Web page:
Edinburgh Fringe 2012
Behsat Ahmet makes his debut at the Edinburgh Festival Fringe with his one man show Breathless – A Dramatic Cantata. Set in an anonymous rehearsal studio, Breathless is a dark comedy about a singer’s meltdown during a dress rehearsal for his forthcoming concert recital.
We enter to discover Ahmet is already on stage. Eerily clad like a statuesque Count Dracula in a lengthy black cape waiting to toy with Jonathan Harker’s mind. A cursory introduction and Ahmet is out of the starting gates, already at full gallop. His semi-autobiographical protagonist is a singer spiraling into spiritual meltdown. This is explored variously through song, speech, and movement. The central narrative of Breathless is not always easy to follow, sometimes this show is downright odd, but it is so personal, so true, that as a whole it is a very successful hour.
Baroque, electronica, trip hop, and lieder mirrors are used with varying degrees of success to illuminate a strong interplay of light and dark. The show is entirely successful in showcasing a fresh talent crying out for a more comprehensible format. The piano accompaniment throughout is extremely well polished. Ahmet does a disservice to his pianist by not better introducing him and recognising his contribution to the show during the curtain call. Lights and sound are spot on (a warning regarding the use of strobe lighting is in order). This is a hugely atmospheric piece close, confined, unsettling. Ahmet throws himself, body and soul, into this production and it shows.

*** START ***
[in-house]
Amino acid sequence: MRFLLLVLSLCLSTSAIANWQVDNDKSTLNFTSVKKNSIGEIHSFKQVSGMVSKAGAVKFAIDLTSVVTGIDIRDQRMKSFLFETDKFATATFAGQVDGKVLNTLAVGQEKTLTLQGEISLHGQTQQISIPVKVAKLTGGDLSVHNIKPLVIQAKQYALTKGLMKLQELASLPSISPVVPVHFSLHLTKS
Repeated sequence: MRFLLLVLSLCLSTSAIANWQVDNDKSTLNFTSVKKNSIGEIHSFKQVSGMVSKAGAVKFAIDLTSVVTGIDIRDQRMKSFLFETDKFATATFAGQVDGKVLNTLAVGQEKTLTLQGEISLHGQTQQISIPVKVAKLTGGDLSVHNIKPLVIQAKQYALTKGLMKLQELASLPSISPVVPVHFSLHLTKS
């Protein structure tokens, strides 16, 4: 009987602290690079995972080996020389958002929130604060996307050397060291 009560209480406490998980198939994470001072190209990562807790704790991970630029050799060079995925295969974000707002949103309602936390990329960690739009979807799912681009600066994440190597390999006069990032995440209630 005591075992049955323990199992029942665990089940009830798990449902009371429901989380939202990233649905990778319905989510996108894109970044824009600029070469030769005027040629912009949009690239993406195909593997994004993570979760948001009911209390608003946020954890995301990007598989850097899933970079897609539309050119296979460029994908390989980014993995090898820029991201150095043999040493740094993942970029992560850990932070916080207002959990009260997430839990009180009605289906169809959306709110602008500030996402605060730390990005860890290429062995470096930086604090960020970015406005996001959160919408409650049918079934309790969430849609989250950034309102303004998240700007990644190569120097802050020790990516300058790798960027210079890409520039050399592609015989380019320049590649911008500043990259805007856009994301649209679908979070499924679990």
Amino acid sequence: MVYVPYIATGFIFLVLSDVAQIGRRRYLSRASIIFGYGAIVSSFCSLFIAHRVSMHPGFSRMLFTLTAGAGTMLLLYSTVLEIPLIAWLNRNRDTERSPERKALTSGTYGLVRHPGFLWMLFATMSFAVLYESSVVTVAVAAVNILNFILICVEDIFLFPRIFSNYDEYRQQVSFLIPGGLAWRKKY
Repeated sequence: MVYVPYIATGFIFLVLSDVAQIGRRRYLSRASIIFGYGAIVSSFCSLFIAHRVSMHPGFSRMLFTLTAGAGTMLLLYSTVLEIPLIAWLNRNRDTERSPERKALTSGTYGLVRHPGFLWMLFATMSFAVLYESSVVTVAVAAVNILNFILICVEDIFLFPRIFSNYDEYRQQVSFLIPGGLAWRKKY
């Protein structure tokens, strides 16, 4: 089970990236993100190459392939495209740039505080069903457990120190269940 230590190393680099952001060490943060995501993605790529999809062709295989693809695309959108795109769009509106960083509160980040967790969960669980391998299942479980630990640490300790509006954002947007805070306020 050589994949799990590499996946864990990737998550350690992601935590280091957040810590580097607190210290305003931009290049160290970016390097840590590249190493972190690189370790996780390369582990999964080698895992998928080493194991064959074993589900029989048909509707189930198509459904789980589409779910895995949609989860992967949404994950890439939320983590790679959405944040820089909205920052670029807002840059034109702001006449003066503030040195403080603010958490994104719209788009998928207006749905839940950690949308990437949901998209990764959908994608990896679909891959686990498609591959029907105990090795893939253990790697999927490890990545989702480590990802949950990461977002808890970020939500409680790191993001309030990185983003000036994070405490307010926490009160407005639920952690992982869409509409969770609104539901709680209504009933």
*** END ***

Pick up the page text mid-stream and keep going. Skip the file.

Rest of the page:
Breathless is not a rational disquisition on the effects of struggle and loss. Neither is it a well articulated cultural or sociological discussion. It is rather the distillation of raw emotion – there is not a stiff-upper lip insight. Ahmet has launched himself onto the Fringe with one of the most out there productions of the season. It is a highly mannered and exquisitely rehearsed piece of theatre yet it feels spontaneous and very unpretentious.
Breathless: A Dramatic Cantata is a marmite experience, you either love it or you hate it. I loved it but I didn’t always understand it. It’s a show that pirouettes across cultural and social boundaries. We are left with the sense of an artist who has experienced profound personal losses and of the scars these have left. It is not always a comfortable experience but few shows can hold a candle to Breathless’ combination of energy and power to captivate.